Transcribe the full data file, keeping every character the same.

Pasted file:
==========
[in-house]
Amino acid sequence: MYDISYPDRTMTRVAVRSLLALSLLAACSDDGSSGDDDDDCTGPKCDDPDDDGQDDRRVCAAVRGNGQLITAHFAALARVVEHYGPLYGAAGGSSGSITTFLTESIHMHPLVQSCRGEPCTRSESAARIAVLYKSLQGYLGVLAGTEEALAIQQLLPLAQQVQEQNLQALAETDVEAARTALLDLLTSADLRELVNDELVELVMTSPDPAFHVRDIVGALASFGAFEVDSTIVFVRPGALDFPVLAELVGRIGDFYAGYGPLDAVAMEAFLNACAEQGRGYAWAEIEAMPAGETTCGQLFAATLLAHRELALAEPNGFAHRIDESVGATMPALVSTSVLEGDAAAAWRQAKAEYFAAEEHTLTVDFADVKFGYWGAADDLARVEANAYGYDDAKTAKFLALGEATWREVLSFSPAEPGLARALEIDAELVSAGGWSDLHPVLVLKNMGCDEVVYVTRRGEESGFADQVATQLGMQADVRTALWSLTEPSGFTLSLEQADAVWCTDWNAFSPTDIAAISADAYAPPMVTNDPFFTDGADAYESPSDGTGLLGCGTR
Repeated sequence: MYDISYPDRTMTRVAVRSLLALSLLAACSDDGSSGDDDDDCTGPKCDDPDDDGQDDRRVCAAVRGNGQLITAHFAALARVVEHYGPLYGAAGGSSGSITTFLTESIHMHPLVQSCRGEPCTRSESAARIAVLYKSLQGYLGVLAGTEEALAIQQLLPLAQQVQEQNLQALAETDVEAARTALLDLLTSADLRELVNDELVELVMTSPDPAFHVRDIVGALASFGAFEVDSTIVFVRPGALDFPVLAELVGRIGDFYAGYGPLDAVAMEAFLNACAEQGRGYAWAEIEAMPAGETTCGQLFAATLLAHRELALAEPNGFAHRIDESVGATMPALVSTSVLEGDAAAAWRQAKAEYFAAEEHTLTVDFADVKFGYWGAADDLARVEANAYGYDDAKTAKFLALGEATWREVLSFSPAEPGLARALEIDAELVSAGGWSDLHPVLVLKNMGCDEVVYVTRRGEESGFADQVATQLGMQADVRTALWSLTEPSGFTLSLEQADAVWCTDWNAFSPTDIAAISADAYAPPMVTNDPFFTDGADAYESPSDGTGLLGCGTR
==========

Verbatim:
[in-house]
Amino acid sequence: MYDISYPDRTMTRVAVRSLLALSLLAACSDDGSSGDDDDDCTGPKCDDPDDDGQDDRRVCAAVRGNGQLITAHFAALARVVEHYGPLYGAAGGSSGSITTFLTESIHMHPLVQSCRGEPCTRSESAARIAVLYKSLQGYLGVLAGTEEALAIQQLLPLAQQVQEQNLQALAETDVEAARTALLDLLTSADLRELVNDELVELVMTSPDPAFHVRDIVGALASFGAFEVDSTIVFVRPGALDFPVLAELVGRIGDFYAGYGPLDAVAMEAFLNACAEQGRGYAWAEIEAMPAGETTCGQLFAATLLAHRELALAEPNGFAHRIDESVGATMPALVSTSVLEGDAAAAWRQAKAEYFAAEEHTLTVDFADVKFGYWGAADDLARVEANAYGYDDAKTAKFLALGEATWREVLSFSPAEPGLARALEIDAELVSAGGWSDLHPVLVLKNMGCDEVVYVTRRGEESGFADQVATQLGMQADVRTALWSLTEPSGFTLSLEQADAVWCTDWNAFSPTDIAAISADAYAPPMVTNDPFFTDGADAYESPSDGTGLLGCGTR
Repeated sequence: MYDISYPDRTMTRVAVRSLLALSLLAACSDDGSSGDDDDDCTGPKCDDPDDDGQDDRRVCAAVRGNGQLITAHFAALARVVEHYGPLYGAAGGSSGSITTFLTESIHMHPLVQSCRGEPCTRSESAARIAVLYKSLQGYLGVLAGTEEALAIQQLLPLAQQVQEQNLQALAETDVEAARTALLDLLTSADLRELVNDELVELVMTSPDPAFHVRDIVGALASFGAFEVDSTIVFVRPGALDFPVLAELVGRIGDFYAGYGPLDAVAMEAFLNACAEQGRGYAWAEIEAMPAGETTCGQLFAATLLAHRELALAEPNGFAHRIDESVGATMPALVSTSVLEGDAAAAWRQAKAEYFAAEEHTLTVDFADVKFGYWGAADDLARVEANAYGYDDAKTAKFLALGEATWREVLSFSPAEPGLARALEIDAELVSAGGWSDLHPVLVLKNMGCDEVVYVTRRGEESGFADQVATQLGMQADVRTALWSLTEPSGFTLSLEQADAVWCTDWNAFSPTDIAAISADAYAPPMVTNDPFFTDGADAYESPSDGTGLLGCGTR